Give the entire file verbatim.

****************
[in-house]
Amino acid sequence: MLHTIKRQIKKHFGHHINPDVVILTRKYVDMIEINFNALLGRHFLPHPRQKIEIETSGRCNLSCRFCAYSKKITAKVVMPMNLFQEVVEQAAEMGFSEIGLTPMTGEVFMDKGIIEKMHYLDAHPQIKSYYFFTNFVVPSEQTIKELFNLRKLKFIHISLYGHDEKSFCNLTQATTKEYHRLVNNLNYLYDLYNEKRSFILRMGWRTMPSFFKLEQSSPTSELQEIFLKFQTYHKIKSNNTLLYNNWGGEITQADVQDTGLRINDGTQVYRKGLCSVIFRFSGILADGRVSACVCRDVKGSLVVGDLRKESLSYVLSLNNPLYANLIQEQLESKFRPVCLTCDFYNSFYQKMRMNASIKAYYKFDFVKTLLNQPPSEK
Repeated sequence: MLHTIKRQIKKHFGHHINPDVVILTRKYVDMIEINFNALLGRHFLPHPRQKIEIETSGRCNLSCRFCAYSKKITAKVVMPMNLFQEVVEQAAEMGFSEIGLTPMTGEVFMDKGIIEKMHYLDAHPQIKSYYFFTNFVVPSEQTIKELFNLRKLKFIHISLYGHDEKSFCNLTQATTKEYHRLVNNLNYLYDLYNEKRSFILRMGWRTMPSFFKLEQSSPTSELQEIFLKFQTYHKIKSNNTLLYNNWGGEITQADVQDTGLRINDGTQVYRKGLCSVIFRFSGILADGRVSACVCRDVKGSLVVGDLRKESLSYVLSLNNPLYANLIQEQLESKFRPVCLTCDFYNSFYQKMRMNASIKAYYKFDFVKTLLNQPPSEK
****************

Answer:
[in-house]
Amino acid sequence: MLHTIKRQIKKHFGHHINPDVVILTRKYVDMIEINFNALLGRHFLPHPRQKIEIETSGRCNLSCRFCAYSKKITAKVVMPMNLFQEVVEQAAEMGFSEIGLTPMTGEVFMDKGIIEKMHYLDAHPQIKSYYFFTNFVVPSEQTIKELFNLRKLKFIHISLYGHDEKSFCNLTQATTKEYHRLVNNLNYLYDLYNEKRSFILRMGWRTMPSFFKLEQSSPTSELQEIFLKFQTYHKIKSNNTLLYNNWGGEITQADVQDTGLRINDGTQVYRKGLCSVIFRFSGILADGRVSACVCRDVKGSLVVGDLRKESLSYVLSLNNPLYANLIQEQLESKFRPVCLTCDFYNSFYQKMRMNASIKAYYKFDFVKTLLNQPPSEK
Repeated sequence: MLHTIKRQIKKHFGHHINPDVVILTRKYVDMIEINFNALLGRHFLPHPRQKIEIETSGRCNLSCRFCAYSKKITAKVVMPMNLFQEVVEQAAEMGFSEIGLTPMTGEVFMDKGIIEKMHYLDAHPQIKSYYFFTNFVVPSEQTIKELFNLRKLKFIHISLYGHDEKSFCNLTQATTKEYHRLVNNLNYLYDLYNEKRSFILRMGWRTMPSFFKLEQSSPTSELQEIFLKFQTYHKIKSNNTLLYNNWGGEITQADVQDTGLRINDGTQVYRKGLCSVIFRFSGILADGRVSACVCRDVKGSLVVGDLRKESLSYVLSLNNPLYANLIQEQLESKFRPVCLTCDFYNSFYQKMRMNASIKAYYKFDFVKTLLNQPPSEK